Over in Facebook land there was a discussion on the Bicep Curl.
Now this was in one of the groups that I’m a member of specifically for the discussion of training amongst coaches and the like. If you aren’t an active coach, physio or nutritionist, you don’t get in the group.
So it’s not your usual bro-science fest of here-say.
The guys in the group are smart, if someone says something, it’s usually from a vantage point of real world experience training folk and very often backed up with some research references.
I don’t do the research references, I’m a bit on the thick side for that, but I have the experience.
And experience I have tells me that this polarising exercise is worth doing from time to time.
Just don’t make it a cornerstone of your training.#
I’ve written in the past, HERE and HERE about how we use the bicep curl, specifically the reverse curl as a way to keep fighters elbows healthy. Essentially we strengthen the brakes so that when their arm extends, straightening out with tremendous force, their elbow flexors (biceps) are able to arrest the movement and protect the joint.
Something I wish I’d understood years ago when my elbows used to kill me after some hard Karate sessions!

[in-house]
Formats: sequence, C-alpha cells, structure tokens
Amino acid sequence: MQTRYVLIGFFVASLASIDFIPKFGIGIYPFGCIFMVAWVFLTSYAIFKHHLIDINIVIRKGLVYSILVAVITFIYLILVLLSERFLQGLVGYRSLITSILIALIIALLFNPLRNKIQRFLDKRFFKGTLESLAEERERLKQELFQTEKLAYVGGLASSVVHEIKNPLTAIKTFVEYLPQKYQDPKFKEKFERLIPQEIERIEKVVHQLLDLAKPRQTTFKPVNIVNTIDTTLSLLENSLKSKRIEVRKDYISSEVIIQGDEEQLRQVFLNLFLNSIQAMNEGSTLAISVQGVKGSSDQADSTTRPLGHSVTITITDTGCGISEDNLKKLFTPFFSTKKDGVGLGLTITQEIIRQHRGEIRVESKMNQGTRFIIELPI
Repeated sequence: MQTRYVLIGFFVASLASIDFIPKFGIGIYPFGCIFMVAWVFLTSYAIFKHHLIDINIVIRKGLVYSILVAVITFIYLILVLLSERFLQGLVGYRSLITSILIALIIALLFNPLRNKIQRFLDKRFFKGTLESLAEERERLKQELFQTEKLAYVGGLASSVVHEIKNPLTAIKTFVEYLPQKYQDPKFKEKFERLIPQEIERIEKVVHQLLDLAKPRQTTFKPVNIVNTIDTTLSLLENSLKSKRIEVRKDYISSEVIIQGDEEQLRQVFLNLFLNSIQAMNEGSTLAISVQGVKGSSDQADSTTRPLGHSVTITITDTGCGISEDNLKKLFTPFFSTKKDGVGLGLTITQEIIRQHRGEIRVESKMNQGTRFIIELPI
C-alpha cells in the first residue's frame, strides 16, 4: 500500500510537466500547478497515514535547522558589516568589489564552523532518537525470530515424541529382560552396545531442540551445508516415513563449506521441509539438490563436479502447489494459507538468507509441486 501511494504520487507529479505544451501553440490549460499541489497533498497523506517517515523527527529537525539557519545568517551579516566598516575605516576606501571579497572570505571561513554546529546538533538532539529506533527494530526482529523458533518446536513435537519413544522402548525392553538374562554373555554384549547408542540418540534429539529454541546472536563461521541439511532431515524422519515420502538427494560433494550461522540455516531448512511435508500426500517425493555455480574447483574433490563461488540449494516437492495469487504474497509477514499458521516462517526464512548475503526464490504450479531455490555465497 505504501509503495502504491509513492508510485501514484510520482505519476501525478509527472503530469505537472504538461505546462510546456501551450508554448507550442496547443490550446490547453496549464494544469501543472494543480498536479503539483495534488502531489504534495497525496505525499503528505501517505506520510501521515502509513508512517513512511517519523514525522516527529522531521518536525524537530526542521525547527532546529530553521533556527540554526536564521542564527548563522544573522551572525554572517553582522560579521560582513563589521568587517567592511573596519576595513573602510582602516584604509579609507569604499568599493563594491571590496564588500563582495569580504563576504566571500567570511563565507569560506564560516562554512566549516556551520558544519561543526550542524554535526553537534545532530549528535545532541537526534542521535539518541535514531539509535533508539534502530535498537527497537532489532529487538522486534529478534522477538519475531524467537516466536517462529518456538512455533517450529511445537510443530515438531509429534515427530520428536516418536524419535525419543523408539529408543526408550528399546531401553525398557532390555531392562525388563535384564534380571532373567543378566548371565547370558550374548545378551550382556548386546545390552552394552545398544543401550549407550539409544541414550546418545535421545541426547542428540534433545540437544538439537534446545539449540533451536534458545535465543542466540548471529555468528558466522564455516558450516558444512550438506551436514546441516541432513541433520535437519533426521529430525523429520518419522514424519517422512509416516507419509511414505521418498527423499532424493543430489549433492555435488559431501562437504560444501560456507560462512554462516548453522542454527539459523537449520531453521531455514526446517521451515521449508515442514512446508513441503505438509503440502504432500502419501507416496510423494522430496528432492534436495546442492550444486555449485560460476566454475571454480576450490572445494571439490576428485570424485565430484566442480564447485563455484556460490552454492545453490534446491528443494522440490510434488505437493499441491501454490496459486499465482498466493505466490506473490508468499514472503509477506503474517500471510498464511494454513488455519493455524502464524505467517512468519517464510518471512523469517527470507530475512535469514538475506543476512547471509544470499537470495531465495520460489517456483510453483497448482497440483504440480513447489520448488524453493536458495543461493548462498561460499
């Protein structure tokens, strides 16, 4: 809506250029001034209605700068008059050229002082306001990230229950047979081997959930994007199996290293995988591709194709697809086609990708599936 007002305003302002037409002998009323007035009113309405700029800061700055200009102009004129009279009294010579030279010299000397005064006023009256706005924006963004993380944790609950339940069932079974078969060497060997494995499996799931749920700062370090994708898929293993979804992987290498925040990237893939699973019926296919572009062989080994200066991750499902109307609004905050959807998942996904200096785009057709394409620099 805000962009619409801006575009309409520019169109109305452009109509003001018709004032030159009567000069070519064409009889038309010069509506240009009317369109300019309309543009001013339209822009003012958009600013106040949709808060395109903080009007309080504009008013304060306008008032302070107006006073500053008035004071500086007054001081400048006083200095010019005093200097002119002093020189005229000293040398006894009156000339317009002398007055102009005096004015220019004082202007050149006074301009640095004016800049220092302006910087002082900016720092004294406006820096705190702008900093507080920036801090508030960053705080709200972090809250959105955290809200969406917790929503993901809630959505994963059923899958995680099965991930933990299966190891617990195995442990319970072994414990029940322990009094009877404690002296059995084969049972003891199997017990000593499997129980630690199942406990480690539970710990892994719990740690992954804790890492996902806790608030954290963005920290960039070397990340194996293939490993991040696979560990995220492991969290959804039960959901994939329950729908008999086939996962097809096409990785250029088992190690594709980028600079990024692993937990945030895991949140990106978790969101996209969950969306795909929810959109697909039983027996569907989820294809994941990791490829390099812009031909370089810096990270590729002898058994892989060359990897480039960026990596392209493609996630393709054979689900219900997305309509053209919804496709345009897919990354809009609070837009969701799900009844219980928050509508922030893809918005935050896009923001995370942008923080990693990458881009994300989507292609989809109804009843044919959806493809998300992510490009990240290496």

But what else are they good for?
Most people talk about the bicep curl as a single joint “isolation” lift for building big gunz.
But they also cross the shoulder and attach onto the shoulder blade.
Strict bicep curls with a dumbbell can assist in gaining control of the scapular and keeping the shoulder healthy.
Again, it’s not my go to option, but it once again shows that as an exercise the curl has more to offer than mere vanity.
So when should you put them into your training?
Simple answer, at the end, when all the big stuff is done. Simple as that.
So in answer to the question, “Are curls functional?”
The answer is yes. If you need to protect your elbow for combat sports, your shoulder for throwing or to fill out your sleeves for posing, yes there are reasons to put a couple of sets in at the end of your training.